Cheers
Reply to
Roy
Check into what they coat printable CD-Rs with. Specifically designed for use with ink jet printers, matte white coating.
Reply to
Steve Caple
I have successfully printed onto plastic using my Canon printer. the trick is to rough the plastic surface to be prinrted. Gently sand with 1200 grit paper then brush or wash away the sanding dust.. When dry print like paper. Of course why even bother with plastic when you can print directly to various thickness cardstocks and get the same (or better) effect? Paper modeling has gotten quite advanced and is nothing like the punch out stuff we knew as kids. Paper modelers are now competing in shows with plastic builders and winning with more detailed and accurate models. One can build structures with prototypical material thicknesses on the visible parts like door and window frames. colors can be sampled from a real structure and used to get the finish perfect. curves are no problem once you get a bit of practice and the range of items is amazing. Best of all you can take any paper model and resize it for use in any other scale. I recently did an N scale intermodal yard for a friend and used rescaled HO paper containers which were made using photos of the real thing so all the bumps, rust and graffiti appears exactly as on the original. Come over to papermodels at SmartGroups.com and check it out. you will be astonished at what is available. Even bette almost all are free. It's a friendly group and help is always available (in many cases from some of the top modelers in the world) While it does require joining SmartGroups, fear not, h have never received a single piece of spam from there (I have my SmartGroups memberships on a separate mail account and never has there been any spam, which sure beats the other places) BTW: there is currently a discussion of this very subject (printing on plastic) under way in the group.
cat
Reply to
cat
Before I comment too deeply it would be good to know the application and the type of printer.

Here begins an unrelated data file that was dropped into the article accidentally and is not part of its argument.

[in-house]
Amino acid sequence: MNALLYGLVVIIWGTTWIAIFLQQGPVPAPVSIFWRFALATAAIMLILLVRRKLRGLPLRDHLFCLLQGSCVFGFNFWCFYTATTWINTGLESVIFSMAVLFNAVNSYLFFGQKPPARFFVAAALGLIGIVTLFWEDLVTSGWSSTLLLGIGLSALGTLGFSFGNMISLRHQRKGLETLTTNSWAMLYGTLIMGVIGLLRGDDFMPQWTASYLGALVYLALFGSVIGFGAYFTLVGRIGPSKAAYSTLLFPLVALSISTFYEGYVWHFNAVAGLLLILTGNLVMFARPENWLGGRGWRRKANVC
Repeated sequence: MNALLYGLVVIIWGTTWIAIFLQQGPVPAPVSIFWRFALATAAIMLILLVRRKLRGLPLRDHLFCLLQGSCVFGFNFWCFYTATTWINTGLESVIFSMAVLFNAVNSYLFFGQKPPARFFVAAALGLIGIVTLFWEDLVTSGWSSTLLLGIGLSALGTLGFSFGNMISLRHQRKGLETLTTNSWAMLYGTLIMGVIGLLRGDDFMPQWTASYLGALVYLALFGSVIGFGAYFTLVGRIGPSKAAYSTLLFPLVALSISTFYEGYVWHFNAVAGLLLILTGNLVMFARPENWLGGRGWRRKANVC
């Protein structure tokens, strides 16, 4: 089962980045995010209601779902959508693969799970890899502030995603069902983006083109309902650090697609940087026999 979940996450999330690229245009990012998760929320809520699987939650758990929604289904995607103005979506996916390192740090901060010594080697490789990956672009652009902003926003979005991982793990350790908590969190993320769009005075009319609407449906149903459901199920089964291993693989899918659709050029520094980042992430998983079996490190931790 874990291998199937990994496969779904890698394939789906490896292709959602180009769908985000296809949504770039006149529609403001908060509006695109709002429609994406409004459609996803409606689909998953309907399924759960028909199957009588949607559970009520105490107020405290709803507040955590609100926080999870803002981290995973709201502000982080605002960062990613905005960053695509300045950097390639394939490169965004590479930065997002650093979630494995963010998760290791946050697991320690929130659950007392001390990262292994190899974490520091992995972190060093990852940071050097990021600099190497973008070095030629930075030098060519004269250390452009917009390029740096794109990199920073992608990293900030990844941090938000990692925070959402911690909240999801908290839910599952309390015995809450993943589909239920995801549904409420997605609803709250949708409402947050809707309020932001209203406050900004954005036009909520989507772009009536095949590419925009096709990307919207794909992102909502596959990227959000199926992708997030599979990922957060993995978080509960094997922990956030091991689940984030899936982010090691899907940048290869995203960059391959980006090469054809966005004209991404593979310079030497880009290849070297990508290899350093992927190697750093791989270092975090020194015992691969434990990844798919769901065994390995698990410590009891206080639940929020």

But.. That's not stopped me in the past.
I work for a hardware/lawn&garden company. We regularly print outside signs on plastic material for our plants, shrubs and fertilizer displays. Printers used are laser, not ink-jet. The plastic signs cards come from Horticultural Printers. They're web site is:
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Click the 'onsyte printing' tab. There is stock for thermal transfer, ink jet and laser. I don't know if any of this is usable in your application but it's worth a look. The whole idea for us is the ability to print signs that can withstand the weather. We don't do color, just black on the white card. Laser printers are all HP 4100 to 4200 series. We have had good luck with the combination.
And no, I have no connection with the above mentioned company!
Good luck,
Jim
Reply to
Jim, KK1W
It might be worthwhile to peruse
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make a wide range of media that can be printed with inkjet or laser, including white and clear decal paper. Many of their products are useful for model making. (No connection - just a satisfied customer!)
Reply to
MartinS
Any ALPS MD series printer will print on styrene up to 0.010" thick. It works really well. It is a thermal wax/resin transfer printer.
The only problem is that they are long out of production. Good news is that lots of them show up on eBay. But lots of the eBay ones have problems (like burned head elements).
Peteski
Reply to
Peter W.
great idea again!!!!
Thanks
Steve
Reply to
mindesign
how good is the net!!!!!
IT ROCKS!
Thanks mate - am joining now
Steve
Reply to
mindesign
BTW all
I am also going to try and inkjet print stone paper onto a textured card stock to see if I can achieve added realism ...... that'll be interetesing
:)
Steve
Reply to
mindesign
I once read of someone managing this by very lightly sanding the surface of the plastic first.
Reply to
David Smith
Don't try this with a laser printer. We had some one wreck the 'fuser' on our office colour printer by putting the wrong sort of transparency film it it and the plastic melted in the fuser stage. The clear sheets meant for the printer can take much more heat.
Inkjet printers don't use heat to fuse the ink. The warning only applies to Laser printers.
Reply to
Matthew Geier